For all cases investigated the first part of the preparation is to position a small droplet of RTM6 epoxy resin on top of the aluminum pin. To facilitate the positioning of the epoxy resin droplet a small depression was machined into the end of the aluminum pin. To prepare the micromechanical stage for generation of a matrix crack a tensile bar made from polyether ether ketone (PEEK) of 2 mm diameter and 80 mm length is used. The tensile bar is first moved into the liquid epoxy resin and then retracted to yield a tapered contour of 380 to 800 \(\mu \)m (see Fig. 3). Subsequently, curing of the liquid resin is carried out using heating foils attached to the aluminum block and an additional heating sleeve wrapped around a small cylinder covering the aluminum pin and parts of the tensile bar. We use a curing cycle comprising a heating rate of 2 \(^\circ \)C/min up to the curing temperature of 180 \(^\circ \)C. The curing temperature is kept constant for 150 minutes with subsequent cooling to room temperature at a rate between 0.5 and 2 \(^\circ \)C/min. Due to its low thermal conductivity the tensile bar made from PEEK minimizes the dissipative heat flux and therefore assures a constant temperature of the resin during curing. The tensile bar and the aluminum block are mounted in a universal test machine so that thermal expansion of the components and chemical shrinkage of the resin can be compensated by a closed loop force control. The test machine control adjusts the tensile bar position to assure zero force acting during curing, which is necessary to avoid excessive forces acting on the filament causing preliminary failure due to thermal expansion and cure shrinkage of the resin.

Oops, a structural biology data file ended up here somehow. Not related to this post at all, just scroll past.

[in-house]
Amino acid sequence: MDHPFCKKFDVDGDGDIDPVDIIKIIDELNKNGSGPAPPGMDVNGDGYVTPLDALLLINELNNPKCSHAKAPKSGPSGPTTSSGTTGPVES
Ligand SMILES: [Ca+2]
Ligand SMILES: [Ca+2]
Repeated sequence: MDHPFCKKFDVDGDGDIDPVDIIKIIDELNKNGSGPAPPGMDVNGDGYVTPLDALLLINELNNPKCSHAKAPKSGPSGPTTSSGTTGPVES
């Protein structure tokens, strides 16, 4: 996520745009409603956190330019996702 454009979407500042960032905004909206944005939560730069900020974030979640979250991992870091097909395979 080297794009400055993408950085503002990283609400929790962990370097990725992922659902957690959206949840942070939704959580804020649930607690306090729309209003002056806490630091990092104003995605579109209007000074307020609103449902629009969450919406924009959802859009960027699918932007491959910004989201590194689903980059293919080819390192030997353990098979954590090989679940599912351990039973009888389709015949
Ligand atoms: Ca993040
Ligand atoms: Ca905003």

After preparation of the test geometry, the universal test machine is used to apply a tensile force using a displacement controlled mode with velocities dependent on the selected failure mechanism. We choose a velocity of 20 \(\mu \)m/min for fiber breakage and 50 \(\mu \)m/min for matrix cracking. The failure was monitored by an optical microscope using a magnification factor of 100. The images obtained after failure are shown in Fig. 3 for the two failure types. The respective acoustic emission signal is detected by a type WD piezoelectric sensor coupled by temperature stable Apiezon-L grease at the bottom of the aluminum block. The dimensions of the aluminum block allow an observation window of the primary acoustic emission signal of 18 \(\mu \)s free of reflections from the surfaces of the aluminum block. The detected acoustic emission signals are digitized by 40 MS/s using a bandpass range between 20 kHz and 1 MHz. Triggering of the signals was carried out with 10 \(\mu \)s Peak-Definition-Time, 80 \(\mu \)s Hit-Definition-Time and 300 \(\mu \)s Hit-Lockout-Time at a threshold level of 45 dB\(_AE\). The preamplification factor was chosen as 40 dB\(_AE\) for fiber breakage and as 20 dB\(_AE\) for matrix cracking.